In criminal cases, the court determines guilt or innocence of the accused and imposes a sentence when the accused is found guilty.
The public prosecutors and police officers take charge of investigation of crimes. As a general rule, a suspect is put under investigation without being arrested or detained. However, under certain circumstances, the investigative authorities can arrest or detain a suspect after they obtain a warrant from a judge. If a suspect is caught in the act of committing a crime or exigent circumstances exist, a warrant may be obtained after arrest. A judge issues a warrant only if a suspect has no fixed dwelling or there are reasonable grounds to believe that a suspect may attempt to escape or to destroy evidence.
Criminal proceedings begin with the indictment of a public prosecutor unless otherwise provided by law. The public prosecutor may bring a case before the court by summary proceedings when it is deemed that the offense is punishable by fine. In such a case, the judge usually issues the summary order without holding a trial. If the judge deems it inappropriate to issue the summary order, he/she can refer the case to regular trial proceedings. The accused may also request regular trial proceedings within seven days from the date of the notification of the summary order
The hearing is held at the courtroom on the hearing date and is open to the public. It starts with the presiding judge asking the accused personal identification such as name and date of birth. Then follow a statement by the public prosecutor of the essentials of the accusation, direct questioning of the accused by the public prosecutor, cross-examination of the accused by the defense counsel, examination of evidence, statement of opinion by the public prosecutor, closing argument by defense counsel, and final statement by the accused.
After the conclusion of the aforementioned, the court closes the hearing and renders a judgment.
The accused is entitled to receive the assistance of counsel for his/her defense in the course of investigation as well as trial proceedings. Trial proceedings cannot proceed in the absence of defense counsel when the accused is charged with an offense punishable by death penalty, life imprisonment, or imprisonment for a minimum of three years. In such a case, if no defense counsel has been appointed by the accused, the court should assign a defense counsel ex officio.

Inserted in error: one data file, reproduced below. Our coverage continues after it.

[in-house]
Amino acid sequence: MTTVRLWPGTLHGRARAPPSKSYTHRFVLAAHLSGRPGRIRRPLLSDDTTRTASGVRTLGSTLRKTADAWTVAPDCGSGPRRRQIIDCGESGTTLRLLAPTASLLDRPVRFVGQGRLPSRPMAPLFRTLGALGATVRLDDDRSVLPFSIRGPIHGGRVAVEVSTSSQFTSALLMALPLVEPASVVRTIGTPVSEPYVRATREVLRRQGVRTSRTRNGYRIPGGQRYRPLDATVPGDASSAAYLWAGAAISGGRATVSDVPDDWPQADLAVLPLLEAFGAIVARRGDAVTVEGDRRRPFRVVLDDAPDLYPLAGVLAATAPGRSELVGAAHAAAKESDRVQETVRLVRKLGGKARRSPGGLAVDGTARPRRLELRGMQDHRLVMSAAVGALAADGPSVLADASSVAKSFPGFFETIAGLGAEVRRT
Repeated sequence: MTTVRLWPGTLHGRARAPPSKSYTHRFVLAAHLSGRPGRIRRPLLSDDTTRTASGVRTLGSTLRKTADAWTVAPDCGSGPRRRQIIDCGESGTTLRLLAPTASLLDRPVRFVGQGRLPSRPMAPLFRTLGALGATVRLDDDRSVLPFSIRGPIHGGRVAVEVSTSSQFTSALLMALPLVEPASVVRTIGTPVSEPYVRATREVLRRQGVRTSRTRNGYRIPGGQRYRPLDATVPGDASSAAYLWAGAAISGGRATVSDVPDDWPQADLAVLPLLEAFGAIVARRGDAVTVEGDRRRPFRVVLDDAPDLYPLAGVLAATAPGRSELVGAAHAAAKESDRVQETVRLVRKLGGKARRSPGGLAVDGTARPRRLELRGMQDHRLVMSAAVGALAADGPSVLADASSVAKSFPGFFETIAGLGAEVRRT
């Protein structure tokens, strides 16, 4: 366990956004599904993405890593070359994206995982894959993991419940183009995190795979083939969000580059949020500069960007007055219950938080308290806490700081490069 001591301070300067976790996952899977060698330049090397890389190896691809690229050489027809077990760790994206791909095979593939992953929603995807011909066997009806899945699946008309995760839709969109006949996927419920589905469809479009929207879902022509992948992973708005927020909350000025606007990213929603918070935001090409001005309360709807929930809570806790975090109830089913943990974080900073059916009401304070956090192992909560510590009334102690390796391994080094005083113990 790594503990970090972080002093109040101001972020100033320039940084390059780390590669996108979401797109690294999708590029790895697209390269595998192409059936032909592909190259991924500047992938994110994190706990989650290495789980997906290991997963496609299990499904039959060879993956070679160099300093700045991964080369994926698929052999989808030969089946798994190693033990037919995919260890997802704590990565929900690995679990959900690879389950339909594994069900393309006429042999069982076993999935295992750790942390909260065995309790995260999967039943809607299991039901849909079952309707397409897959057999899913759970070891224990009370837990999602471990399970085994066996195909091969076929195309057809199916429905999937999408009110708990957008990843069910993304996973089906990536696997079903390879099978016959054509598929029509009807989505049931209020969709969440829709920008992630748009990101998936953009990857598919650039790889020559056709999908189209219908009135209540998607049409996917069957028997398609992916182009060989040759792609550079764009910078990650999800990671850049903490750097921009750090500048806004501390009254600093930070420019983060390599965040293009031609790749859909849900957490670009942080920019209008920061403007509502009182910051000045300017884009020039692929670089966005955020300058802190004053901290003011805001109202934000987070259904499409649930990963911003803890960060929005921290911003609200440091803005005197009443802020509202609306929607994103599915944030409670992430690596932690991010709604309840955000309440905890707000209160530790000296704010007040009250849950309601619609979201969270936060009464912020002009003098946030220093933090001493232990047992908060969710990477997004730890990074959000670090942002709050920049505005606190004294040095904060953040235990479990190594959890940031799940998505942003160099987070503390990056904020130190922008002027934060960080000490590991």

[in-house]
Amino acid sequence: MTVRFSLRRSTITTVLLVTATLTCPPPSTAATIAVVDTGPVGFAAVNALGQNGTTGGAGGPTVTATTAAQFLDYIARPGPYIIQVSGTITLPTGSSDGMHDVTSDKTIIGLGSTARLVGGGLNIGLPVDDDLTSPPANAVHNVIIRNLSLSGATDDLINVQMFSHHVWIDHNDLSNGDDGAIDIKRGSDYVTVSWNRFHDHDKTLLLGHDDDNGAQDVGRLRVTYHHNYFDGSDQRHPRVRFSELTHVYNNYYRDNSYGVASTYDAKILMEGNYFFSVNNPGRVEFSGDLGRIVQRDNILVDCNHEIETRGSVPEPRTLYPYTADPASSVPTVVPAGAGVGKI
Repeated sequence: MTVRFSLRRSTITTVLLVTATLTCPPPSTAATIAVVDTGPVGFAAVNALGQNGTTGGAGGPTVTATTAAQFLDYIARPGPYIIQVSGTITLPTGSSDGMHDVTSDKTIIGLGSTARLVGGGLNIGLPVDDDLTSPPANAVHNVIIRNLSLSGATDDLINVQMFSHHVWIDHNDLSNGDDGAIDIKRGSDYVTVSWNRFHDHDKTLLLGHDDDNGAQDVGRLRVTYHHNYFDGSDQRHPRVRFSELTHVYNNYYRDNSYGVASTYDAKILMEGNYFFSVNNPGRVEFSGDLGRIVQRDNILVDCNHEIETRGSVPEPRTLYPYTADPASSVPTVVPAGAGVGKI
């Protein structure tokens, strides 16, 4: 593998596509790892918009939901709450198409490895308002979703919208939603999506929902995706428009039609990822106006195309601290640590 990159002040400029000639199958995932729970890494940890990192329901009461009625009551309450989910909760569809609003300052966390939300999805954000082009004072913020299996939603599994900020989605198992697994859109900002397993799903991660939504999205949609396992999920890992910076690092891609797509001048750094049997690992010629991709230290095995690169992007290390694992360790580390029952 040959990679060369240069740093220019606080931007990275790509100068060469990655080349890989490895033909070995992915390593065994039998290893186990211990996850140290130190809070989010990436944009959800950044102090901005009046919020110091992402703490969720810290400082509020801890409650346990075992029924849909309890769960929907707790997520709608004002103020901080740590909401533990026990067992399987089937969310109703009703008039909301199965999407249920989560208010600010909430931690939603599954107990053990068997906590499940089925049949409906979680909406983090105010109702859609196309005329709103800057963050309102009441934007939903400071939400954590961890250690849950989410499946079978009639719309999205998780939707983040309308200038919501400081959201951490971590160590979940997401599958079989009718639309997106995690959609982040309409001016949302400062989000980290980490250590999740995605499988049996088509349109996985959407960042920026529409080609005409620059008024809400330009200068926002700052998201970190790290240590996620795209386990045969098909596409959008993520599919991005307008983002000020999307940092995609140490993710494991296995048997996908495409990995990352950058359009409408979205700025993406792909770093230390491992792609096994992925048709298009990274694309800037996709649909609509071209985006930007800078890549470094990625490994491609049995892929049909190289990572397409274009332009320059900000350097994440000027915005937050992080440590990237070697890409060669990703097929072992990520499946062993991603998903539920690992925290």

Moreover, the court should also assign a defense counsel ex officio in the following circumstances: where the accused is a minor; where the accused is 70 years of age or over; where the accused is deaf-and-dumb; where the accused is suspected of mental and physical unsoundness; and where there is a request by an indigent defendant. The defense counsel assigned by the court is called assigned counsel or public defender.
In the event that the investigative authorities, after arrest of the suspect, seek a warrant of detention, the suspect, his/her defense counsel, legal representative, spouse, lineal relative, brother or sister, head of household, member of family, cohabitant, or employer may request the judge to examine the suspect before deciding on whether to issue a warrant of detention. The public prosecutor or police officer should inform the suspect of the right to request examination and indicate on the record whether the suspect has requested examination or not.
When the investigative authorities seek a warrant of detention for a suspect who is not under arrest, the judge, if it is deemed necessary, may examine him/her ex officio before deciding on whether to issue a warrant of detention.
Examination of the suspect is presided over by a judge. The suspect and his/her defense counsel are granted the opportunity to fully state the opinion concerning the offense he/she is suspected of and the grounds for detention. Taking into account the result of examination as well as the records submitted by the investigative authorities, the judge decides on whether the grounds for detention exist and whether the circumstances justify the detention.